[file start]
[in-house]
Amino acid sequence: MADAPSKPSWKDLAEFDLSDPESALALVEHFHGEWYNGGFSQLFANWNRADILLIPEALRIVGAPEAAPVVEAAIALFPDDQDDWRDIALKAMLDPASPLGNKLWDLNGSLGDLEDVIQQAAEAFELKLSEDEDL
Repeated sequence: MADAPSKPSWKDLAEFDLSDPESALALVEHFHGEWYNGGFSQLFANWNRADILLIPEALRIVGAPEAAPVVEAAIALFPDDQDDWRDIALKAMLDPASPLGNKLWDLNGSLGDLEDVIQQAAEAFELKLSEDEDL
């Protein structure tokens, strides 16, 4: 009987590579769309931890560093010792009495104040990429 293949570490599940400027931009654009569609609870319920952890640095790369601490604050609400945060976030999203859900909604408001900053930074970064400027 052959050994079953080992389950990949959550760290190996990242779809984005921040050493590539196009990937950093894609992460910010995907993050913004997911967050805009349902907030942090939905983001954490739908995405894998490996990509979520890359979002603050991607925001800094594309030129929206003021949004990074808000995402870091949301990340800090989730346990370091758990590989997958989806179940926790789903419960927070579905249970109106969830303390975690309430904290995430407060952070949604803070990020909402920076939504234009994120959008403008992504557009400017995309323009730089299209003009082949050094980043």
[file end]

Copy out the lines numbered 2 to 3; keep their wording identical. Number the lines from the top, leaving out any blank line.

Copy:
Amino acid sequence: MADAPSKPSWKDLAEFDLSDPESALALVEHFHGEWYNGGFSQLFANWNRADILLIPEALRIVGAPEAAPVVEAAIALFPDDQDDWRDIALKAMLDPASPLGNKLWDLNGSLGDLEDVIQQAAEAFELKLSEDEDL
Repeated sequence: MADAPSKPSWKDLAEFDLSDPESALALVEHFHGEWYNGGFSQLFANWNRADILLIPEALRIVGAPEAAPVVEAAIALFPDDQDDWRDIALKAMLDPASPLGNKLWDLNGSLGDLEDVIQQAAEAFELKLSEDEDL